I'm not kidding about the train thing. 

This semester I'm not quite as terrified. I know it's going to be a tough semester, but I also know that it'll all be okay. It's hard to let things go around here, but I've found that when I do, sometimes magic occurs. I think before I went back to school Clay had done...maybe three loads of laundry in our entire marriage? That's not a complaint. That was just how we did things. In the fog of the new semester, one day I realized that I was discovering clean clothes in my closet and that I hadn't put them there. Without a single discussion Clay had quietly taken over laundry and it turns out that A) he is SO GOOD AT LAUNDRY and B) OH MY LORD I LOVE NOT DOING LAUNDRY. This whole school deal is worth it just for that.

I figure this semester will be more of the same: exhilarating, terrifying, exhausting, sometimes humiliating, but mostly just fine. Fairly okayish, even!


Weird/not weird

Let's play a game, shall we? I'll tell you a little something that is happening in my life, and you tell me if it's weird or not. Okay? Okay!

 

Sophia's first grade class has been talking about the idea of temptation (those crazy Catholics, amIright?). Sophia is very taken with the concept, and was delighted to discover that I had bought popcorn at Target this afternoon! Because I was tempted! This is awesome!

Tonight, as we all sat on the couch to say bedtime prayers, she knotted up her little cupid mouth like it was drawstringed, balled up one fist, grabbed that wrist with the other hand, and looked at me with crazy eyes. "Oooooo," she whispered, "I have SUCH a temptation to punch Max!" As soon as prayers were done, she ran over to the punching bag the boys got for Christmas, and gave it a great pitter pat of a pummeling with her tiny little fists. Then she scaled the big metal frame it hangs on, to slap it mightily from above. It was, she explained, the only way to keep others safe from her powerful temptation to punch. 

20151218_180625

Little angel, my foot.

 

Max's favorite snack currently is Doritos and sour cream. Not a sour cream dip, just a bowl of sour cream, scooped up with Doritos. Makes me gag and gain weight, just looking at him. He says it's delicious. I say it's disgusting, and yet I have not felt the same temptation to punch him.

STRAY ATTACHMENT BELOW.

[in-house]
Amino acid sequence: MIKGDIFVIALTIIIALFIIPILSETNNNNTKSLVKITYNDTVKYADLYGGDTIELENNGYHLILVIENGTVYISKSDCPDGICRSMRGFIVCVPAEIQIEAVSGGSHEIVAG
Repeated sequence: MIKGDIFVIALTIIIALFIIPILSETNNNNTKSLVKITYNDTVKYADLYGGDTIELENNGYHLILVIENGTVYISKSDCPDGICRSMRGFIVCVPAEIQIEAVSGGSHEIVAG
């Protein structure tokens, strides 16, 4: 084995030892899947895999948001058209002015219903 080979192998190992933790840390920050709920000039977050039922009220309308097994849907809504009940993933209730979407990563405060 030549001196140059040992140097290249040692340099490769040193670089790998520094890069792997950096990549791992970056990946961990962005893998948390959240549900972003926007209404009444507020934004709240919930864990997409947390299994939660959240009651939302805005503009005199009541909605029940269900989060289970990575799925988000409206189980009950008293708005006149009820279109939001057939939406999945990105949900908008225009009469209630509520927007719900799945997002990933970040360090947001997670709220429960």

I'm not speaking to my dog. Because she ate my lip balm. A whole entire pot of lip balm that my niece made me, and half of the plastic container. I tell her every time I give her a treat that I'm not speaking to her. She is...remorseful? Okay sure, she's remorseful.

20151222_132031(0)

"GOT ANY LIP BALM? YUM."

 

Finally, how about me just jumping into blogging again, like there hasn't been a five month silence in this conversation and I haven't ignored some very lovely emails from wonderful people? Now THAT would be weird.


College 2.0

Saturday morning Tre packed up his car, gave hugs all around, and left for College 2.0.

11828646_1061176863892463_496943891615949626_n

That car there? He's been working ridiculous hours as a shift manager to earn enough to buy that car. When he brought it home, he was so proud that I started referring to it as my grandcar. 

I know. Grandcar isn't a thing.

I keep thinking about the night we discussed him not returning to ASU. It wasn't what he wanted, and at one point he bellowed, with tears in his eyes, "But I DON'T WANT TO BE HERE!"

It didn't even hurt my feelings, at least not for myself, because it was just so true. He did not want to be here. My mom told me once that our children are born with their faces turned away from us. I don't think I ever understood that, until now. 

I have to give him credit, though. For the last seven months, as he found his way through this time, he was kind and pleasant and helpful. Well, when we saw him. He really did work a lot. But when he was not at work or with his friends, he was so good. He did as much as he could of the driving to get his siblings where they needed to go. He helped out when asked. Only a few times, when I reflexively started to lecture him on something or other, did he look at me and say evenly, "Mom. I'm an adult."

Yes, sort of. Yes, mostly.

Yes.

I know. 

He decided not to return to ASU, which was such a relief to me. It never was the right fit. The university he picked after all is in New Mexico, and happens to be my alma mater. Wait, can I call it that when I left two semesters shy of a degree? Anyhow, this factored into his decision exactly not at all. He will be travelling in vastly different circles than I did, since I was in the College of Education and he will be in Engineering. We visited the campus in June, and although I saw my memories overlaid on so many views there, it was clearly his campus now.

I think he is ready now in a way he wasn't last year. There is the obvious maturing influence of having to make a course correction. There is the months of working as a shift manager. There's one more year slid past him. But there's one other thing too.

After a few months home, he asked to be tested for ADD. He'd been reading about it, and thought it would explain a lot. Genetically, it makes perfect sense. Both his brothers have ADD. But I didn't see it. Not Tre. Tre was the linear one. The one who had it all together. Compared to his brothers (not that I would EVER compare any of my kids - heh), Tre is a paragon of orderliness and scholastic achievement.

Except, as it turns out, he also has ADD.